About Veuve Clicquot Champagne
Veuve Clicquot is one of the most recognisable Champagne brands in the UK, and one with an incredible history and legacy, thanks to the legendary Madame Clicquot. In true celebration of this remarkable woman, Veuve Clicquot is now the main sponsor of the UK’s ‘Business Woman Award', to celebrate unique achievements of women from around the world.
Over the last 10 years, Veuve Clicquot has raced up the Champagne charts to take the number 2 position, just behind Moet, in the leader board for Champagne sales in the UK.
With its distinctive orange label and unique range of memorabilia, accessories and gifts, it is known as ‘the Champagne of the Season’ and can be easily spotted at all major events in the Society's calendar; from Ascot and Henley to many international polo matches.
What is the Background to Veuve Clicquot?
The Champagne house of Clicquot Ponsardin was founded in 1772, by Philippe Clicquot, a banker and textile merchant, who began to build the business up. After his death, his then only 27 years old widow, Barbe Nicole Clicquot Ponsardin, took the reins and is almost uniquely responsible for creating not only the brand that Clicquot is today, but also the invention of some traditional Champagne production techniques. The name of the brand, ‘Veuve (widow) Clicquot’, represents her. She became, without any shadow of a doubt, one of the first business women of modern times.
Her brilliance and innovation left a huge legacy for the Champagne world. In 1810 she was the first person to introduce a vintage Champagne; at the same time, she was building the international reputation of her brand. She sold over 25,000 bottles to Russia, which gained her applause from Chekhov, Pushkin and Gogol.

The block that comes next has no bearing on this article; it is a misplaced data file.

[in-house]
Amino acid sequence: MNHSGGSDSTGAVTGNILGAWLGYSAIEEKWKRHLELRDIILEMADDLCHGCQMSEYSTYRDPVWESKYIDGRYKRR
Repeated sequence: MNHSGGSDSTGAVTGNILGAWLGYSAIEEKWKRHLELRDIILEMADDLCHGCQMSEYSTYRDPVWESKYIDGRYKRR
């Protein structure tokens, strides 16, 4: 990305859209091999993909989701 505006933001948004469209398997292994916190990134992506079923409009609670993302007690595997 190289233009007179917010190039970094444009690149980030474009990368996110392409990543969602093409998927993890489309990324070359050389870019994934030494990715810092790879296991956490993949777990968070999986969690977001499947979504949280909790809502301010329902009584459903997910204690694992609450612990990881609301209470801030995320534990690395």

Innovations in Champagne Production Technique
Possibly her greatest contribution to the regal history of Champagne production was the invention of the ‘riddling’ table, a piece of equipment which allowed Champagne bottles to be placed neck down and gently rotated every day, until all the sediment from the secondary fermentation settled in the neck of the bottle, enabling it to be removed. This was the first time a brilliantly clear and clean Champagne was created; remuage, or ‘riddling’, is now a core part of the Champagne production process, although often now done by machines.
Veuve Cliquot Brand Today
La Veuve Clicquot died in 1866, but her legacy was complete. Her distinctive yellow label, was turned to orange in 1877; in 1909 the company moved to new premises and bought more vineyard holdings, huge chunks of underground and chalk cellars, which today stretch for over 24km.
Since 1987, Veuve Clicquot managed to become a part of the LVMH portfolio of luxury brands, cultivate 388ha of vineyards, acquire numerous luxurious chateaux and turn into one of the top ten Champagne brands in the world.
What Styles Of Wine Does Veuve Clicquot Make?
Veuve Clicquot yellow label NV - the Veuve Clicquot house style, made from around 55% Pinot Noir, 25% Chardonnay and the remainder Pinot Meunier, mainly from top vineyards. A very consistent style, with rich, biscuity ripeness, and a fresh, elegant complexity.
Veuve Clicquot Pink Label, Rose NV - following a similar house structure as the yellow label in terms of grapes, this is a lively, deep, richly balanced Rose, with elegance and style.
Veuve Clicquot Vintage and Vintage Rose - only produced in certain years, Veuve Clicquot Vintage and Vintage Rose Champagnes have an elegant, almost ethereal quality, with lingering ripeness, yet they stay fragrant and deeply complex.
La Grande Dame - created in 1972 to mark the company’s bicentenary and to celebrate one of the greatest women in the Champagne industry, this fabulous Champagne is made entirely from grand cru vineyards, is given extended ageing, and is simply the epitome of poise, style and incredible sophistication. Easily recognizable by its distinctive bottle shape and long, thin bottle neck.